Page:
A New Database of Digitized Regional Seismic Waveforms from Nuclear Explosions in Eurasia

Thursday, 18 December 2014
Paul G Richards1, Inna N. Sokolova2, Won-Young Kim3 and Natalya N. Mikhailova2, (1)Columbia University, Palisades, NY, United States, (2)Institute of Geophysical Research, KNDC, Almaty, Kazakhstan, (3)Lamont-Doherty Earth Observatory, Palisades, NY, United States
Seismology is an observational science. Hence, the effort to understand details of seismic signals from underground nuclear explosions requires analysis of waveforms recorded from past nuclear explosions. Of principal interest, are regional signals from explosions too small to be reliably identified via teleseismic recording.

But the great majority of stations operated today, even those in networks for nuclear explosion monitoring, have never recorded explosion signals at regional distances, because most stations were installed long after the period when most underground nuclear explosions were conducted; and the few nuclear explosions since the early 1990s were mostly recorded only at teleseismic distances. We have therefore gathered thousands of nuclear explosion regional seismograms from more than 200 analog stations operated in the former Soviet Union. Most of them lie in a region stretching approximately 6000 km East-West and 2000 km North-South and including much of Central Asia. We have digitized them and created a modern digital database, including significant metadata. Much of this work has been done in Kazakhstan. Most of the explosions were underground, but several were conducted in the atmosphere.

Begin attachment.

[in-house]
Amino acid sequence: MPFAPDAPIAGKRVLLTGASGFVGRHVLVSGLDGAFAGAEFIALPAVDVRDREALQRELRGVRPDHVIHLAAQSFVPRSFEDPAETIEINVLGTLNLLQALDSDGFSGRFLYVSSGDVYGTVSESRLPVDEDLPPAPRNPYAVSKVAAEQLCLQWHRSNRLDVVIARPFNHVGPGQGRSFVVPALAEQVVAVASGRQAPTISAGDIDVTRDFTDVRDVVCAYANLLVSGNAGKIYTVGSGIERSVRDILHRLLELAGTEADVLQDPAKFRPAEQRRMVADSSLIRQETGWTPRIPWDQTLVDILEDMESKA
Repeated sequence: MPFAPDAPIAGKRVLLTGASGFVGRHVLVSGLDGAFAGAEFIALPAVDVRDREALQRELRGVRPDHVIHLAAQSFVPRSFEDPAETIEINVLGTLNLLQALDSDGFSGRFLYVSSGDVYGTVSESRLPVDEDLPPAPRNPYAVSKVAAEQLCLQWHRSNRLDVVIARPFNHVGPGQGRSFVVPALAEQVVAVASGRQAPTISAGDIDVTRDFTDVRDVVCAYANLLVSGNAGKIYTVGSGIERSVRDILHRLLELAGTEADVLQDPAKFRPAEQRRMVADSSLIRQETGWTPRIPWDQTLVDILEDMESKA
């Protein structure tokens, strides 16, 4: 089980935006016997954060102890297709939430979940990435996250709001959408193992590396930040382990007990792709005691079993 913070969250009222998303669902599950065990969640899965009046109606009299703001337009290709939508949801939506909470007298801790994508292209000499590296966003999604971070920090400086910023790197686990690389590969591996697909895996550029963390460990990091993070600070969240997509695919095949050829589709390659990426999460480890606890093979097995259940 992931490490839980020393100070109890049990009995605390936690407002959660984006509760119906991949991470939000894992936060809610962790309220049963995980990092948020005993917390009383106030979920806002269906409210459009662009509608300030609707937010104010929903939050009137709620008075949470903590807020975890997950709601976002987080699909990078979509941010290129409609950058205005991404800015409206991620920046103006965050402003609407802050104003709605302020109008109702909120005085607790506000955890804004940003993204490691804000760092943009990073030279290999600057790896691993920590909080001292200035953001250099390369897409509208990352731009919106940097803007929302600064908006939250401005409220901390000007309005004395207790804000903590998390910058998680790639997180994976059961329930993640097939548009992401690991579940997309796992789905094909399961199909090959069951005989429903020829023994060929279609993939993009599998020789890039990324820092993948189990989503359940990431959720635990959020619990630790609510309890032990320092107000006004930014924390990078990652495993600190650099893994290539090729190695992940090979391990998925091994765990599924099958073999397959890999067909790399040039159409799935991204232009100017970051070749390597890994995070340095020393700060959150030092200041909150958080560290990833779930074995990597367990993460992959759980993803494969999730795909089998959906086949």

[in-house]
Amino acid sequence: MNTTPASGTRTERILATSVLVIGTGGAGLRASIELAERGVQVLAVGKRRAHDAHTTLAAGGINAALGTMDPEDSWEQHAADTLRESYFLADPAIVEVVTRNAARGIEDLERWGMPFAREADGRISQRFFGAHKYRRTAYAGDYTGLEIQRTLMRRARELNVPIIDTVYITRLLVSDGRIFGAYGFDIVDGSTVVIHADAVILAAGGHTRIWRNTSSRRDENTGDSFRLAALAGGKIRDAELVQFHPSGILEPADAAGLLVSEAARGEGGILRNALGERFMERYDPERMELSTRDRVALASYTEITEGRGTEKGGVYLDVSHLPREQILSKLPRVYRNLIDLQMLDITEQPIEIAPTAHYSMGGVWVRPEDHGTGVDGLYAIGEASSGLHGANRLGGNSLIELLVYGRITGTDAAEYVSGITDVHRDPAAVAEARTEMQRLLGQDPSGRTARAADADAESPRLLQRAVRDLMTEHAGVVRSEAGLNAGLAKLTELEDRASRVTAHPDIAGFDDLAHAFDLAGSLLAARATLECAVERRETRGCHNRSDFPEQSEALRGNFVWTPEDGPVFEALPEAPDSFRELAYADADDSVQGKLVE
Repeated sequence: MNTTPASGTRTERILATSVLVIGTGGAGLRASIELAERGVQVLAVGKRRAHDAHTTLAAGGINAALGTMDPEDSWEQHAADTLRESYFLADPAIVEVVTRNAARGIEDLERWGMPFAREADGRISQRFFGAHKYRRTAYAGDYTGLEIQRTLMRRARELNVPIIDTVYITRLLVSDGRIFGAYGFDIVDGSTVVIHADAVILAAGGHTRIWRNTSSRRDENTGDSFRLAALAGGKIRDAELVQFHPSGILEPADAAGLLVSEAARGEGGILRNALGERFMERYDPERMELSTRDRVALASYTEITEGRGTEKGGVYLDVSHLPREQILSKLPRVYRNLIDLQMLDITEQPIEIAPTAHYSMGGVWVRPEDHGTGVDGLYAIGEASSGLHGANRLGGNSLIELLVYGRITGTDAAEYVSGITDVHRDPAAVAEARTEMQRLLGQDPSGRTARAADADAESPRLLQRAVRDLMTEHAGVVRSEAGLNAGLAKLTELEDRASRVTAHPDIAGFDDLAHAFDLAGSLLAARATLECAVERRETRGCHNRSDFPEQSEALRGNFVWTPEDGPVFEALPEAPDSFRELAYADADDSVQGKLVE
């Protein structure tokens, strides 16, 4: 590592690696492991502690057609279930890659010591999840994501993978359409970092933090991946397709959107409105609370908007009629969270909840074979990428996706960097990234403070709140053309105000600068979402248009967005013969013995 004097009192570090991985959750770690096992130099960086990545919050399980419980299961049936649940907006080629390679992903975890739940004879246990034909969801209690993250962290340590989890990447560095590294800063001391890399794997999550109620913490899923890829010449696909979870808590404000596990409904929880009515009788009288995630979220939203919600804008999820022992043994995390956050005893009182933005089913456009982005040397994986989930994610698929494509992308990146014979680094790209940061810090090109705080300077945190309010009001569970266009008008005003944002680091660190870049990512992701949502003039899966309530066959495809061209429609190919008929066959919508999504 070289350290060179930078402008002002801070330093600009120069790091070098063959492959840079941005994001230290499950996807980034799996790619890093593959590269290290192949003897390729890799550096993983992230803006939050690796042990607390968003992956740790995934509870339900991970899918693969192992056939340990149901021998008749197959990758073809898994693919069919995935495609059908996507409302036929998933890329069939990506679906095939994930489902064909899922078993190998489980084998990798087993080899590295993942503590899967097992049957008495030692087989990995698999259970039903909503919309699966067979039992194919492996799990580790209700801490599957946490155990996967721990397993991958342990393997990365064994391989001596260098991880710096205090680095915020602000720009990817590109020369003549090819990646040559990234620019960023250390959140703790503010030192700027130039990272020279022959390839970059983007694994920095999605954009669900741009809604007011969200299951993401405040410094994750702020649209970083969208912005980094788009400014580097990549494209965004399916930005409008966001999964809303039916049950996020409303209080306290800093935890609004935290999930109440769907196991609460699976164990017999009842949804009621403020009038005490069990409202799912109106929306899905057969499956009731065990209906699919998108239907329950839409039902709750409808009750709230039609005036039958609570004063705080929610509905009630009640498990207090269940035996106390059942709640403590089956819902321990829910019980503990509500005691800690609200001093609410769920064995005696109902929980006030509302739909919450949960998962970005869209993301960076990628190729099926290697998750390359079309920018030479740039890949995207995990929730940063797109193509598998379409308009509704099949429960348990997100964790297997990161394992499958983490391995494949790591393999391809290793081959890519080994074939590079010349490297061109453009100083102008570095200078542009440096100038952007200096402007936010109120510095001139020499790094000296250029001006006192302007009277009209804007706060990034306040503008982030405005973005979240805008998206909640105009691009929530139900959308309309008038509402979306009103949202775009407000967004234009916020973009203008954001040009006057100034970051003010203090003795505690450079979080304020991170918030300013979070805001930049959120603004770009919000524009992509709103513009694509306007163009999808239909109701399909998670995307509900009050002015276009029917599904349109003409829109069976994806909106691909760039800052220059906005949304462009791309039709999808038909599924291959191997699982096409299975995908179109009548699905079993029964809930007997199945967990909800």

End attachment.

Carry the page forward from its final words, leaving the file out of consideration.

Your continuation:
This presentation will characterize the content and overall quality of the new database for signals from nuclear explosions in Eurasia, which were conducted across substantial ranges of yield and shot-point depth, and under a great variety of different geological conditions.

This work complements a 20-year collaborative effort which made the original digital recordings of the Borovoye Geophysical Observatory, Kazakhstan, openly available in a modern format (see

For purposes of characterizing explosive sources, it would be of assistance to have seismogram archives from explosions conducted in all regions including the Pacific, North Africa, and the United States (including the Aleutians). Openly available seismogram archives for Eurasian explosions are in several respects now better than those for explosions conducted by the United States, France, and the UK, especially for the era from 1960 to about 1985. The opportunity to build and improve such archives will not last indefinitely.